Currently, information on species-specific hookworm infection is unavailable in Malaysia and is restricted worldwide due to limited application of molecular diagnostic tools. Given the importance of accurate identification of hookworms, this study was conducted as part of an ongoing molecular epidemiological investigation aimed at providing the first documented data on species-specific hookworm infection, associated risk factors and the role of domestic animals as reservoirs for hookworm infections in endemic communities of Malaysia.
A total of 634 human and 105 domestic canine and feline fecal samples were randomly collected. The overall prevalence of hookworm in humans and animals determined via microscopy was 9.1% (95% CI = 7.0–11.7%) and 61.9% (95% CI = 51.2–71.2%), respectively. Multivariate analysis indicated that participants without the provision of proper latrine systems (OR = 3.5; 95% CI = 1.53–8.00; p = 0.003), walking barefooted (OR = 5.6; 95% CI = 2.91–10.73; p<0.001) and in close contact with pets or livestock (OR = 2.9; 95% CI = 1.19–7.15; p = 0.009) were more likely to be infected with hookworms. Molecular analysis revealed that while most hookworm-positive individuals were infected with Necator americanus, Ancylostoma ceylanicum constituted 12.8% of single infections and 10.6% mixed infections with N. americanus. As for cats and dogs, 52.0% were positive for A. ceylanicum, 46.0% for Ancylostoma caninum and 2.0% for Ancylostoma braziliense and all were single infections.
This present study provided evidence based on the combination of epidemiological, conventional diagnostic and molecular tools that A. ceylanicum infection is common and that its transmission dynamic in endemic areas in Malaysia is heightened by the close contact of human and domestic animal (i.e., dogs and cats) populations.
Parasitic zoonoses pose a continuing public health problem, especially in endemic developing countries where the majority of populations live in poor, overcrowded conditions, lack education, and practice poor standards of hygiene and improper sanitary disposal of feces. Close contact with domestic animals such as dogs and cats coupled with a lack of proper veterinary care and sanitation expose these communities to high risk of acquiring zoonotic infections. Our study combined the application of conventional and molecular epidemiological tools to determine the probable role of domestic animals, in particular dogs and cats, in the transmission of hookworms in parasite-endemic communities in Malaysia. Epidemiological observation such as univariate and multivariate analyses were used to identify factors associated with hookworm infection in humans, while molecular tools provided the ability to discriminate the different hookworm species, which cannot be achieved by conventional microscopic examination of feces alone. The application of these tools in this present study allowed the accurate determination of parasite species prevalence, hence confirming that Ancylostoma ceylanicum infection is common among human population in Malaysia and the close contact of human and domestic animals (i.e., dogs and cats) contributed to the propagation of this hookworm species.
Citation: Ngui R, Lim YAL, Traub R, Mahmud R, Mistam MS (2012) Epidemiological and Genetic Data Supporting the Transmission of Ancylostoma ceylanicum among Human and Domestic Animals. PLoS Negl Trop Dis 6(2): e1522. doi:10.1371/journal.pntd.0001522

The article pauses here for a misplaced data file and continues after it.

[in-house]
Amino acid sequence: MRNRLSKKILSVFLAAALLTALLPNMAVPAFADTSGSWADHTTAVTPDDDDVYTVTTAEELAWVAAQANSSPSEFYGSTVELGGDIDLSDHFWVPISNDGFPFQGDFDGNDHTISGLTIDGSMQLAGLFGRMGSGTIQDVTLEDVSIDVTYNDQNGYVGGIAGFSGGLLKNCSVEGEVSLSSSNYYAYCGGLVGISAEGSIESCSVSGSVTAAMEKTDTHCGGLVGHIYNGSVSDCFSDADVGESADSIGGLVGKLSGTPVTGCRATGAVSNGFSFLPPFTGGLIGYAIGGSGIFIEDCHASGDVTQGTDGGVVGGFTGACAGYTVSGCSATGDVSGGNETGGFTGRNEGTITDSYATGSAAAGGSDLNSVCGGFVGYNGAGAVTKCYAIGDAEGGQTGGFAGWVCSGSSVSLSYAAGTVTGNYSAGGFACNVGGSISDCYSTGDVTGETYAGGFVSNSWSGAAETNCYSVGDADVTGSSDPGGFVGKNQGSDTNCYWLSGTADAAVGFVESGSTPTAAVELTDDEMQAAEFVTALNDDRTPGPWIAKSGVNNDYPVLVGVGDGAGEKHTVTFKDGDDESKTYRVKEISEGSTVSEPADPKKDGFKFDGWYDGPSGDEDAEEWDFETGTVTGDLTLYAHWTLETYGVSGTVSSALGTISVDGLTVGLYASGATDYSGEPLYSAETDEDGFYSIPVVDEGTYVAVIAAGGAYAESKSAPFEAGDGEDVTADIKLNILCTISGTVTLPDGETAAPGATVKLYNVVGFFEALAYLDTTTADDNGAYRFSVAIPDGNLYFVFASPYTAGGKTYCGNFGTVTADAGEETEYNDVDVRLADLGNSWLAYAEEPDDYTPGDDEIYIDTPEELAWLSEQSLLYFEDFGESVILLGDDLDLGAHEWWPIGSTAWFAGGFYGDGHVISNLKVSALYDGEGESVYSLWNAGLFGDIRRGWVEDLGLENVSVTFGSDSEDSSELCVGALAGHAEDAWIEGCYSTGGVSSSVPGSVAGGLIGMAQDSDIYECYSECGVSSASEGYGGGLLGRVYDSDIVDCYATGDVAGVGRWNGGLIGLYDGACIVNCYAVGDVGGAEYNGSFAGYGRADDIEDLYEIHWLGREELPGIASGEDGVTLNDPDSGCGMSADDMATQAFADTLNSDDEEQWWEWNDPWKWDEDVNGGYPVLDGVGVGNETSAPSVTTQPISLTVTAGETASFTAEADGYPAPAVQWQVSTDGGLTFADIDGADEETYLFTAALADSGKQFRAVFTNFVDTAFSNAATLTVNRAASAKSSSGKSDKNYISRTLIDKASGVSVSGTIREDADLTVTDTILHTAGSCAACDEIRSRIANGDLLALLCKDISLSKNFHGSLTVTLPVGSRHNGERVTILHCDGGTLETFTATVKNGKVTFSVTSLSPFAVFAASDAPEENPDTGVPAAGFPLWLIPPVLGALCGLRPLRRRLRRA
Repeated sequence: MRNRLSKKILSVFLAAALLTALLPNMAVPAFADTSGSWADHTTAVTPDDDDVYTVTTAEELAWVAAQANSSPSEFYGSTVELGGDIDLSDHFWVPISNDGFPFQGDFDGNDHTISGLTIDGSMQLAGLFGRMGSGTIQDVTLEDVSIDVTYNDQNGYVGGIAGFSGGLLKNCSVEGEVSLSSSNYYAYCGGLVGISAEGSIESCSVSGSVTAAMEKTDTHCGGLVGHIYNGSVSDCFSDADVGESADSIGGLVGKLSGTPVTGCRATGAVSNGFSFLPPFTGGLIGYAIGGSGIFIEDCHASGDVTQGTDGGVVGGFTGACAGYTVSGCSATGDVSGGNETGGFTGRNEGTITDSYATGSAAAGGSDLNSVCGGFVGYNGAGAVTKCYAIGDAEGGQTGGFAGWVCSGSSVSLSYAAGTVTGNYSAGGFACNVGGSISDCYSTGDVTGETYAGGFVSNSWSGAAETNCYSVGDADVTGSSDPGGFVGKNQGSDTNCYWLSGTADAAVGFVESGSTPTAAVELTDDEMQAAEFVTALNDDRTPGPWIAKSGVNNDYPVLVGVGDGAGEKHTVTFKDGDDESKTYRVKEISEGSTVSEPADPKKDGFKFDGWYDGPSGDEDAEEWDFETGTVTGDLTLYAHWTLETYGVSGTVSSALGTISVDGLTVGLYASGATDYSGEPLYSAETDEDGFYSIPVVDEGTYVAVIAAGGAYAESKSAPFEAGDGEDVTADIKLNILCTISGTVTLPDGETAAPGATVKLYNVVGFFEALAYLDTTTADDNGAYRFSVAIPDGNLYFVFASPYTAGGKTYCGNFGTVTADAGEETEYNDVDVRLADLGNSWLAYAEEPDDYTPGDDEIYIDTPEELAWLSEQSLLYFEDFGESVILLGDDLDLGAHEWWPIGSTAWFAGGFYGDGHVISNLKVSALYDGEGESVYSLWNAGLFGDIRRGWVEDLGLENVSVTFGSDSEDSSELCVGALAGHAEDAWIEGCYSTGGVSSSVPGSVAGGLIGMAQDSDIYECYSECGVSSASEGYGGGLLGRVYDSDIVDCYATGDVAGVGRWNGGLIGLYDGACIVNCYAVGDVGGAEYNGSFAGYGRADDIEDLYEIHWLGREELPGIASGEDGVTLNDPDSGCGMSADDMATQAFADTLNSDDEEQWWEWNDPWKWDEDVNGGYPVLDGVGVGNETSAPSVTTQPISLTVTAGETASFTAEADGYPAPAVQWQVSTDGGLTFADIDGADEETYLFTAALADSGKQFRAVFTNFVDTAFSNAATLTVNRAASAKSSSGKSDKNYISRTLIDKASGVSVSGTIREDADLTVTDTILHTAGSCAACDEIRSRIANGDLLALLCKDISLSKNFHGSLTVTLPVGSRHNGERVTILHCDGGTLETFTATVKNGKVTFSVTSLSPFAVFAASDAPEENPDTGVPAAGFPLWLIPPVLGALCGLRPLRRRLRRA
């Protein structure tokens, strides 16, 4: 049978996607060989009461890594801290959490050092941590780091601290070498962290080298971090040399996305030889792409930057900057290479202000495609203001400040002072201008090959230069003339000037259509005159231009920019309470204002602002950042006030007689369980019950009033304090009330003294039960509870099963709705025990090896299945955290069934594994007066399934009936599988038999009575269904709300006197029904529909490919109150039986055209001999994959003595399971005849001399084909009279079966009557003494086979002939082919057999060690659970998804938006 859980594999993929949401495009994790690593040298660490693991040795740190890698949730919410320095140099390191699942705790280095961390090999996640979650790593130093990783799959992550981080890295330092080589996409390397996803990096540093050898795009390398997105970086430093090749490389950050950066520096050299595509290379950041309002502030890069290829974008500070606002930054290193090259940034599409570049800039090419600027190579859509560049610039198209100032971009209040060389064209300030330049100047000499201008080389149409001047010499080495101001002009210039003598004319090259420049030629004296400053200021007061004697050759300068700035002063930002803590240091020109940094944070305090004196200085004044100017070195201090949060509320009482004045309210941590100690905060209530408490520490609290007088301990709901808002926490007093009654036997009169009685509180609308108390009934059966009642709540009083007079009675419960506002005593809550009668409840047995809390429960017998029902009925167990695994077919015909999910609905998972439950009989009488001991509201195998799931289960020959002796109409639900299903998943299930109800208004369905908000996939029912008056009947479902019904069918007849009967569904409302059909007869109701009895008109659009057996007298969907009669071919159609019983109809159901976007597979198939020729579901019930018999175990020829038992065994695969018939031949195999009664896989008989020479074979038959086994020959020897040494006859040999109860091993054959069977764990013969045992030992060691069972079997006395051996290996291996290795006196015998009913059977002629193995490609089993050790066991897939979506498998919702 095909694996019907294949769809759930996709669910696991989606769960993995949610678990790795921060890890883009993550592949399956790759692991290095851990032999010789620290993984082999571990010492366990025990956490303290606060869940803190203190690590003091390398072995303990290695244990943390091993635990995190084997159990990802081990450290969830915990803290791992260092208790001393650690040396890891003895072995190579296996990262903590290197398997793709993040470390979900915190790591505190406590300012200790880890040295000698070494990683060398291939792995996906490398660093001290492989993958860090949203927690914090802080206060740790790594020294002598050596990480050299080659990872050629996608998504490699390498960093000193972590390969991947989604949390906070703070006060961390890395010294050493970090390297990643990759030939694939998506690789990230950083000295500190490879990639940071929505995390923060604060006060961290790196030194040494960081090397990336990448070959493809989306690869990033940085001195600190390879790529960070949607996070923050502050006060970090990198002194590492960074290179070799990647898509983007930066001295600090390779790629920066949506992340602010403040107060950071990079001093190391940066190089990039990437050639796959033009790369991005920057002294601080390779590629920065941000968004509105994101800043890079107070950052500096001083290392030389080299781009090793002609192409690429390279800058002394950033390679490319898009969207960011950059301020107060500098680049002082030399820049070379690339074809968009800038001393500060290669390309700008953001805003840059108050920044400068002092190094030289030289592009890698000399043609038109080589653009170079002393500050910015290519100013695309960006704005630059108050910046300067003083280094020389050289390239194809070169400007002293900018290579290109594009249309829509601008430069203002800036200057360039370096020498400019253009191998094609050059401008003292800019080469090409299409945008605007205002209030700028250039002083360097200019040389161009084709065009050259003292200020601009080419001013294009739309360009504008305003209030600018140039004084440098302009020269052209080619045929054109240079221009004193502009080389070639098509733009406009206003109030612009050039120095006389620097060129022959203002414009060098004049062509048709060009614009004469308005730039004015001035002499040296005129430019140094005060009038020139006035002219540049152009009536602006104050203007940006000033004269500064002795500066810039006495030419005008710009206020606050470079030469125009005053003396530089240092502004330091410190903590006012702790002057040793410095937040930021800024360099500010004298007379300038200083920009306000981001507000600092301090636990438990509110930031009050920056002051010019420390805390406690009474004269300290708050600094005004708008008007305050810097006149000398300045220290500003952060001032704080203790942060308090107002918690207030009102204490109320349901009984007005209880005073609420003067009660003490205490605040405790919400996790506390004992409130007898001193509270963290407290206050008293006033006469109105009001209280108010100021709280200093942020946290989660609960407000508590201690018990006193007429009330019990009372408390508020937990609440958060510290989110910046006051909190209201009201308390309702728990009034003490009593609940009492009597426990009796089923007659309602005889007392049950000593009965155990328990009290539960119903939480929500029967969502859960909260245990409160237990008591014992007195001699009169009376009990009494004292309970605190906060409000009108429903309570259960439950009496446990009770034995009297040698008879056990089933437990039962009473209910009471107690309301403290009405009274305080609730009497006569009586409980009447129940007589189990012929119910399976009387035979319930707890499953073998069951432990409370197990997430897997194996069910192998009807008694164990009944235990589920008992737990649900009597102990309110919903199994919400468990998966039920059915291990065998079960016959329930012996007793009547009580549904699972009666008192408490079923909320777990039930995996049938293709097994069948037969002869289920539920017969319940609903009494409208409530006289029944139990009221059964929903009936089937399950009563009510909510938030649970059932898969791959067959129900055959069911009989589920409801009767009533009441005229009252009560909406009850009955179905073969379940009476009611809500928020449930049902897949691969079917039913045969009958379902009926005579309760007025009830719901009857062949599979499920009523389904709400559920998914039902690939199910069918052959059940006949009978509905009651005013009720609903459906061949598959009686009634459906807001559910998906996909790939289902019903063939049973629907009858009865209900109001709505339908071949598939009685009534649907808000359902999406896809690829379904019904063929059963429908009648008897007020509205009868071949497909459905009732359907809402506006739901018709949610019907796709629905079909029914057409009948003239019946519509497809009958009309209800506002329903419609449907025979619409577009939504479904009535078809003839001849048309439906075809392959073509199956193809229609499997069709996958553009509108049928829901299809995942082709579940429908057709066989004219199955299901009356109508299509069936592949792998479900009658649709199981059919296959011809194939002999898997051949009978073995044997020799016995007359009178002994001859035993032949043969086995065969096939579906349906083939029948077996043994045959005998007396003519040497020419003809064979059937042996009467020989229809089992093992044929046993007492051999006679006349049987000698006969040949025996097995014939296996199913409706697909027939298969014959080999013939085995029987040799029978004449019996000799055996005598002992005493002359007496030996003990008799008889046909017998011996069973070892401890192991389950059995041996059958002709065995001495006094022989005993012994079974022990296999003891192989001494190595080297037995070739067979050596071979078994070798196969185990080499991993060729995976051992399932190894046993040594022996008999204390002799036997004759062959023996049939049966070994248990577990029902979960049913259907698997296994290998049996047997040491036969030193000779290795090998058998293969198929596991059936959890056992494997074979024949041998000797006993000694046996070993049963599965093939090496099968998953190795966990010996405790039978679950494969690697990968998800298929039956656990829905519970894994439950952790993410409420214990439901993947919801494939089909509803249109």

Editor: Stefan Michael Geiger, Fundacao Oswaldo Cruz, Brazil
Received: July 14, 2011; Accepted: December 23, 2011; Published: February 7, 2012
Copyright: © 2012 Ngui et al. This is an open-access article distributed under the terms of the Creative Commons Attribution License, which permits unrestricted use, distribution, and reproduction in any medium, provided the original author and source are credited.
Funding: This research work was funded by the University of Malaya High Impact Research Grant (J-00000-73587) and University of Malaya Research Grant (RG221-10HTM). The funders had no role in study design, data collection and analysis, decision to publish, or preparation of the manuscript.
Competing interests: The authors have declared that no competing interests exist.
Hookworms are one of the most common parasitic nematodes that inhabit the small intestine of humans and animals such as dogs and cats. The two primary species of hookworm infecting humans are Ancylostoma duodenale and Necator americanus , with A. duodenale occurring mainly in the Middle East, North Africa, India, Australia and Europe, whilst N. americanus in the Americas, Sub-Saharan Africa, East Asia and Southeast Asia . The socioeconomic and public health impact of human hookworm infections are extensive, infecting an estimated 600 million people worldwide and resulting in up to 135,000 deaths annually . Infection in human causes iron-deficiency anemia which may result in mental retardation and growth deficiencies, particularly in children , .
Canine and feline hookworm species are also able to cause zoonotic disease in humans. For example, cutaneous larva migrans (CLM) or ‘creeping eruptions’ is a hypersensitivity reaction caused by migrating nematode larvae, of which Ancylostoma braziliense is the most frequently implicated aetiological agent in humans , . Another canine hookworm, Ancylostoma caninum is the leading cause of human eosinophilic enteritis (EE) and an outbreak of 150 cases was reported between 1988 and 1992 in Australia –. Cases have also been reported in the United States , Egypt , the Philippines, South America and Israel .